Progress apparently is being made toward settling a lawsuit that Riverside-Brookfield High School District 208 filed last year against the Village of Brookfield. 

A couple of weeks ago, District 208 Superintendent Kevin Skinkis and Brookfield Village Manager Keith Sbiral held a private meeting at the Brookfield Village Hall to discuss settling the lawsuit. 

Attorneys for RBHS and the village have also been corresponding in an attempt to settle the lawsuit, which was filed after the Brookfield Village Board voted 5 to 1 not to grant two variances and a special use permit that RBHS sought to build a parking lot on land the high school owns north of Hollywood School.

“Both sides are continuing to talk,” Skinkis said. “The school district and the Board of Education would like to reach a settlement with the village. I think it’s fiscally responsible both for the taxpayers of the school district as well as the taxpayers in the village of Brookfield that we reach a settlement and try to eliminate the litigation.”

Skinkis said that his meeting with Sbiral was productive.

I think the two of us had some very good conversations,” Skinkis said. “It’s now trying to get the two boards to align and see if a settlement can be worked out.”

Reached by email Monday, Sbiral declined to comment.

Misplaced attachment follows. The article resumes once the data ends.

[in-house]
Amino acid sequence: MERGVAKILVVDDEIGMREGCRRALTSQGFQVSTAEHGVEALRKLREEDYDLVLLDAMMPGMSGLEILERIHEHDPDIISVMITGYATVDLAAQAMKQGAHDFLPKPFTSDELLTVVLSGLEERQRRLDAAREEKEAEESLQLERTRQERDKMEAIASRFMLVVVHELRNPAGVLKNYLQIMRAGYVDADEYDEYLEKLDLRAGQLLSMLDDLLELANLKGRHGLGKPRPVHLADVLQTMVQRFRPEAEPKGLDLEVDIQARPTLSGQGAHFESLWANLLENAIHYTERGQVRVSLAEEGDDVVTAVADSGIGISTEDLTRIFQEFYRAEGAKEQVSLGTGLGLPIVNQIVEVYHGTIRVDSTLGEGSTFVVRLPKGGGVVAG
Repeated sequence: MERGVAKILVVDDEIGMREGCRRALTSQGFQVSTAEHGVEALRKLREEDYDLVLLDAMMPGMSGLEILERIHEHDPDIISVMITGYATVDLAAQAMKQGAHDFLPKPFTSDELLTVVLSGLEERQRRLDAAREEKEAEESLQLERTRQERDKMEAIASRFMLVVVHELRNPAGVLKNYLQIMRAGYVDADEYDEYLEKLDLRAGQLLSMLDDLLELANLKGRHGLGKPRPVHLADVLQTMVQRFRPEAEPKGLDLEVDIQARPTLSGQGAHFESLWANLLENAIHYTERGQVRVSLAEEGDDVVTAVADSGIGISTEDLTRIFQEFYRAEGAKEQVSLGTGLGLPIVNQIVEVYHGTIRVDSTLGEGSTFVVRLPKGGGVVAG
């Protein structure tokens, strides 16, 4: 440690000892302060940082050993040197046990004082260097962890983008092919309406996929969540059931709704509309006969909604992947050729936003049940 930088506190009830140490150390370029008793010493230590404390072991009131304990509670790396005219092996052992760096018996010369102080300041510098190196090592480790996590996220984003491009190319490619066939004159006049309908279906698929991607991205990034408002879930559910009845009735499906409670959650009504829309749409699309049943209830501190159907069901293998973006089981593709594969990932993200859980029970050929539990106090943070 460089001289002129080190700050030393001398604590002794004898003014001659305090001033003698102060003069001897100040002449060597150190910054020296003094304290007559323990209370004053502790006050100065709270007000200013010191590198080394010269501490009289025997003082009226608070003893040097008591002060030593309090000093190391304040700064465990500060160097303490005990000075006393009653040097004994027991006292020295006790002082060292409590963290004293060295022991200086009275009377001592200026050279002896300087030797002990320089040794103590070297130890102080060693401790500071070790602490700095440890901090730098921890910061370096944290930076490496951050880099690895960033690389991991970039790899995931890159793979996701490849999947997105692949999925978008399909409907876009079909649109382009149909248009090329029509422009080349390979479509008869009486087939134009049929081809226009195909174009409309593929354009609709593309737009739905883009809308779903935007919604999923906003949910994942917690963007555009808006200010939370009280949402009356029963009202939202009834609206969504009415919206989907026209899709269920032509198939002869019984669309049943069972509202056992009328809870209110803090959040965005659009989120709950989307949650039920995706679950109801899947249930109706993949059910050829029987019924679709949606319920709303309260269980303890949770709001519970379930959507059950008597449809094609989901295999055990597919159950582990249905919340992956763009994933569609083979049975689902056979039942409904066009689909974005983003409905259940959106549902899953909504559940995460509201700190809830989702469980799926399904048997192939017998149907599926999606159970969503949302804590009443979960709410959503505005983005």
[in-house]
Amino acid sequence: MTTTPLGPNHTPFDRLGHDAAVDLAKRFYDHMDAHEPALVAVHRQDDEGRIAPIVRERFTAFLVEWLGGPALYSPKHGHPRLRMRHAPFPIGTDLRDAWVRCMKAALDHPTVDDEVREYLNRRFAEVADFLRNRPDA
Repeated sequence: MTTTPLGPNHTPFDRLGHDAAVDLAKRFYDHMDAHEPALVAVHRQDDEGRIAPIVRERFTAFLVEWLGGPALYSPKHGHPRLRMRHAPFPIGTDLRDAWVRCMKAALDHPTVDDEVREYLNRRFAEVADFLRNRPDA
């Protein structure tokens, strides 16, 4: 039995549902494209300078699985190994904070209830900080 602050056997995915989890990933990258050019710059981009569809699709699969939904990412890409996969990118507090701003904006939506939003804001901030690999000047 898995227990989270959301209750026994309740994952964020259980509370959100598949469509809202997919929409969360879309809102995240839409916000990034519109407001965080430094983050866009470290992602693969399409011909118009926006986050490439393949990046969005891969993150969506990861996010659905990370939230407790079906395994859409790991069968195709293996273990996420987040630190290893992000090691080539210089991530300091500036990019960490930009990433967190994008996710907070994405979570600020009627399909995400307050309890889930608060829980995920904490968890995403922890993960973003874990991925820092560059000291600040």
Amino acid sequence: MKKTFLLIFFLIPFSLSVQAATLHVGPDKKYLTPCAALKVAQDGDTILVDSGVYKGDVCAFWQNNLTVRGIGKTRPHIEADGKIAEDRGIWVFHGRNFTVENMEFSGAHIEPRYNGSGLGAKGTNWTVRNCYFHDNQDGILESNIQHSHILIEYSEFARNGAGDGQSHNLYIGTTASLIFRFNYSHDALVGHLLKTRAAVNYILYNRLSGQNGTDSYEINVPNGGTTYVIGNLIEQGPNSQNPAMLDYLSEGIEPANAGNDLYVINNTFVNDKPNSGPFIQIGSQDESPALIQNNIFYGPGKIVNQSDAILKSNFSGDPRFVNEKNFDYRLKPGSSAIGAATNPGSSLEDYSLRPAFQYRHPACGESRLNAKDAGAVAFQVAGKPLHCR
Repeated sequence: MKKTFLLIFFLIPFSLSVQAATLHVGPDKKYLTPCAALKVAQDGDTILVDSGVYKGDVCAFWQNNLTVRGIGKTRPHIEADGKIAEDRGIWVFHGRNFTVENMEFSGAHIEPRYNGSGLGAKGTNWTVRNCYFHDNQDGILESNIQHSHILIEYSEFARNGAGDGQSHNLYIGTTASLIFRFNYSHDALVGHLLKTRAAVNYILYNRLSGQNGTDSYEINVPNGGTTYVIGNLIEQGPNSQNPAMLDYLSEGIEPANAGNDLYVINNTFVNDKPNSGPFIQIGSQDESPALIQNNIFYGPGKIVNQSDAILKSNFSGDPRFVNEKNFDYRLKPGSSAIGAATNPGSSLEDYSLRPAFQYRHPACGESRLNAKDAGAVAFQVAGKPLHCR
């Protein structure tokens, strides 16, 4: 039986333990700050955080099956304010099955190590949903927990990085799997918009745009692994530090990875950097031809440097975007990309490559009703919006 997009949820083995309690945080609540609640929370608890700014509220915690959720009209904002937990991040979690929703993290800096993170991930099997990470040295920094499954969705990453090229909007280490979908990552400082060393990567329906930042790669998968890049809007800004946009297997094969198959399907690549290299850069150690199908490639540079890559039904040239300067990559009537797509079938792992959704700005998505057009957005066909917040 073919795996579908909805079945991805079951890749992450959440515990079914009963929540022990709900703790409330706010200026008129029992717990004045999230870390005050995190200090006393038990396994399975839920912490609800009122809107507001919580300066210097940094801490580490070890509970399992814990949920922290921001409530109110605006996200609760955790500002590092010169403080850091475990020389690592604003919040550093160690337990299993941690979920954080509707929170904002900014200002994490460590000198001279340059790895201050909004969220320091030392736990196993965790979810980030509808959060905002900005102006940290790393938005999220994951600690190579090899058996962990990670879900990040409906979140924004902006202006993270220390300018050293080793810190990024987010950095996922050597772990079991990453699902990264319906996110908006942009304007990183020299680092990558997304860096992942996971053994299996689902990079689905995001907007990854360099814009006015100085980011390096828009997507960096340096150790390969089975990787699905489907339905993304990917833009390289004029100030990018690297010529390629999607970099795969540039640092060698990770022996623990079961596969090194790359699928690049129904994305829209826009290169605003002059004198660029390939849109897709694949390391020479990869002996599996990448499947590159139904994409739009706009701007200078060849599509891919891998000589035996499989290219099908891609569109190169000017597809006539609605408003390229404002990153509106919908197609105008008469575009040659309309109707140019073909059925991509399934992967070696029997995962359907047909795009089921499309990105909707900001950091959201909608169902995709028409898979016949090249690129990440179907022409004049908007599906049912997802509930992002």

Last year, District 208 sued the village claiming that the village board’s denial of two variances and a special use permit that would have allowed RBHS to build a new parking lot was arbitrary and capricious.

A formal settlement conference the parties held with Judge Mary Mikva in February made little progress and resulted in each side issuing tough-sounding press releases. But, since then, officials and lawyers quietly have been exploring a settlement.

“There are still some issues that need to be resolved, but I believe there has been some common ground established,” said Rich Ramello, Brookfield’s village attorney.  

Both Ramello and Skinkis declined to talk about what the two sides have agreed on thus far.

“I can’t because I’m concerned that it might jeopardize the ongoing discussions,” Ramello said.

District 208 school board member Ed Jepson said that various proposals had been exchanged.

A new judge, Celia Gamrath, has been assigned to the case, because Judge Mikva is being promoted to the appellate court.

A limited amount of discovery work has been done on the case and no trial date has been set. The next formal court date is July 26 for a status hearing.

 “We’ve exchanged some information, but it’s really at the preliminary stages still,” said Nicki Bazer, the attorney who is representing District 208 in the case.

Skinkis and the District 208 school board appear to be anxious to settle the case and move past the acrimony the issue has caused. The current standoff has left RBHS without tennis courts on its campus, and the field residents of the neighborhood wanted to preserve remains off limits and torn up.

“The board wants to get this done and move on,” Skinkis said. “We’ve had a good working relationship with the village of Brookfield. It’s been a year already. It’s time to see if we can figure out a resolution that works for everybody.”